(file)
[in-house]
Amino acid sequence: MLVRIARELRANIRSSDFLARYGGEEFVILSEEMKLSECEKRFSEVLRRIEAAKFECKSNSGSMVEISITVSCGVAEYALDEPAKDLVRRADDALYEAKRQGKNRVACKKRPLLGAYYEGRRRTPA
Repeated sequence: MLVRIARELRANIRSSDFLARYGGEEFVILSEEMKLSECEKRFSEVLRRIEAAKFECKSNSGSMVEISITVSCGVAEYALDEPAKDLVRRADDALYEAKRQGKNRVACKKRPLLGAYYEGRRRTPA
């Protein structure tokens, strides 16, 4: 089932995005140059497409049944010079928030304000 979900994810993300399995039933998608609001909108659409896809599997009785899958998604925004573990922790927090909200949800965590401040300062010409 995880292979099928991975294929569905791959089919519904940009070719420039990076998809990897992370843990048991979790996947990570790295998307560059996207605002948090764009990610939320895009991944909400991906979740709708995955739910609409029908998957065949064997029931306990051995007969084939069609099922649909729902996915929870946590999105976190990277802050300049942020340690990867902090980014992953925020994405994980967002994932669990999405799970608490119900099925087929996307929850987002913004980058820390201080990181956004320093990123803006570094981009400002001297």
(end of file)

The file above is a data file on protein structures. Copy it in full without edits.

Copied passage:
[in-house]
Amino acid sequence: MLVRIARELRANIRSSDFLARYGGEEFVILSEEMKLSECEKRFSEVLRRIEAAKFECKSNSGSMVEISITVSCGVAEYALDEPAKDLVRRADDALYEAKRQGKNRVACKKRPLLGAYYEGRRRTPA
Repeated sequence: MLVRIARELRANIRSSDFLARYGGEEFVILSEEMKLSECEKRFSEVLRRIEAAKFECKSNSGSMVEISITVSCGVAEYALDEPAKDLVRRADDALYEAKRQGKNRVACKKRPLLGAYYEGRRRTPA
């Protein structure tokens, strides 16, 4: 089932995005140059497409049944010079928030304000 979900994810993300399995039933998608609001909108659409896809599997009785899958998604925004573990922790927090909200949800965590401040300062010409 995880292979099928991975294929569905791959089919519904940009070719420039990076998809990897992370843990048991979790996947990570790295998307560059996207605002948090764009990610939320895009991944909400991906979740709708995955739910609409029908998957065949064997029931306990051995007969084939069609099922649909729902996915929870946590999105976190990277802050300049942020340690990867902090980014992953925020994405994980967002994932669990999405799970608490119900099925087929996307929850987002913004980058820390201080990181956004320093990123803006570094981009400002001297």